How Well Systems Have Given Us Safe Drinking Water For Centuries

While technological advancements improve on established ways of doing things, there are some systems in common use today that have remained relatively similar to those used centuries ago. One of these is the way underground wells are used to provide water to homes.

In rural areas all over the world, people whose homes don’t have access to municipally supplied water use their own wells and pump systems to provide the water they use every day. Well water is used in modern rural homes for everything from drinking, cooking and personal hygiene, to washing machines and sprinkler systems. While these wells are built with modern components by skilled professionals, they are, in many ways, very similar to well systems used throughout civilized history.

If you get the water you and your family use from a well, you may be interested to learn more about them. Here, we take a look at how they work, and the similarities and differences between modern wells and those used hundreds of years ago.

The Surprising Depths We Can Plumb To With Modern Wells

All wells tap into water sources beneath the ground, but with help from machinery, we can access water that would have gone untapped using traditional well digging methods. When building a modern well for a new home, the contractor will typically use an industrial rotary drill, mounted on a truck. These can reach water as deep as 1,000 feet under the surface of the ground – far deeper than people were able to get to when digging wells manually in the past.

Pumping It Up

Once you’ve reached the water, you need a way to get it up to the surface so you can use it. This has always been done with pumps, however these days, these pumps are typically highly efficient, powerful electric driven devices. Well pumps are submerged into the water, and suspended at a point where they aren’t pulling up the water at the very bottom which is where any sediment or other contaminants will be found.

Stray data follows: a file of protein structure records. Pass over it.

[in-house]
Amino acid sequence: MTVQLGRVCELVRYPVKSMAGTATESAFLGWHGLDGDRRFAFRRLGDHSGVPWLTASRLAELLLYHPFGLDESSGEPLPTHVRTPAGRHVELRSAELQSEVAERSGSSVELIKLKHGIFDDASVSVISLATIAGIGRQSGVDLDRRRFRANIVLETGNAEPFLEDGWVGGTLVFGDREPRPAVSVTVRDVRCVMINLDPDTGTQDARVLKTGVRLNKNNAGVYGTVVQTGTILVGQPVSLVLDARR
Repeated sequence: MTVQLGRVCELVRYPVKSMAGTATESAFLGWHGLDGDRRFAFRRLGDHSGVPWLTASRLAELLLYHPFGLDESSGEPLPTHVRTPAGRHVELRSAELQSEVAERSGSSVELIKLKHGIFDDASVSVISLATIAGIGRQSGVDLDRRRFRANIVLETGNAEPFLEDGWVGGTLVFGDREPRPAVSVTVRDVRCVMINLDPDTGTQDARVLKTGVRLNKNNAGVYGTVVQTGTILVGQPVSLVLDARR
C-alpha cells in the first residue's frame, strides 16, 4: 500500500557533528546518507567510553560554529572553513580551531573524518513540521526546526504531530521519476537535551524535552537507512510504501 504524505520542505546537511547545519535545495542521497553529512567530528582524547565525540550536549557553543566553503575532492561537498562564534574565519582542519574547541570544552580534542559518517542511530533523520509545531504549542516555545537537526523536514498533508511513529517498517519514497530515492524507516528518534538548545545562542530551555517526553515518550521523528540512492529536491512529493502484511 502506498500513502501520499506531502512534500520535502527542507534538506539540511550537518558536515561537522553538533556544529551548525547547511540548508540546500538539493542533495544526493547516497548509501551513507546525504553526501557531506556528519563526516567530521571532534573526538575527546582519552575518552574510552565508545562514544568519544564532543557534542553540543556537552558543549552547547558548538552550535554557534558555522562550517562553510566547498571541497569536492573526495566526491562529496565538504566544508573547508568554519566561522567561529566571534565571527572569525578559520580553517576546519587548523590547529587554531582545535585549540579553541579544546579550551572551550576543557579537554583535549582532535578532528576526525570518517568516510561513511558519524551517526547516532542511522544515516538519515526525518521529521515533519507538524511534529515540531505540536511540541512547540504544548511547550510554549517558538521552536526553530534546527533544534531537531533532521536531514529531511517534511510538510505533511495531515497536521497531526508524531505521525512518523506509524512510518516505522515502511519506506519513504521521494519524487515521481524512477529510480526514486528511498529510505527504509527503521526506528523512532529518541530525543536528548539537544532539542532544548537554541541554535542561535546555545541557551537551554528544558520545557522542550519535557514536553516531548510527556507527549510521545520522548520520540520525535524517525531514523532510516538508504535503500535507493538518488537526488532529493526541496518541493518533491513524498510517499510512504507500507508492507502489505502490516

Managing Pressure and Demand

Water needs to be pressurised to make its way through a modern plumbing system and to your tap or showerhead. The minimum pressure needed for most homes is reported to be about 30 psi. Water is pressurised after it is pumped to the surface in a pressure tank. When the tank is sufficiently full, the electric pump on a modern well system will stop running, saving energy. When the water in the tank drops below a given level, the pump will automatically start up again and refill it, meaning that when everything is running smoothly, your home will always have water ready to flow when you turn on your taps.

It is interesting to see how the humble well system has been adapted over time to meet the needs of modern housing and provide better efficiency. However if you take away the electrical elements and the sophisticated pressure management system, if your home draws water from a well, you are essentially using the same means to get it as your ancestors would have done!

Attached Images:

This article was written by Ted Williams; he is an instrumentation engineer with Rhodes Pump Service. When he is not busy working on CT well water drilling projects, he likes to indulge in baseball with his friends.

You can leave comments by clicking here, leave a trackback at or subscribe to the RSS Comments Feed for this post.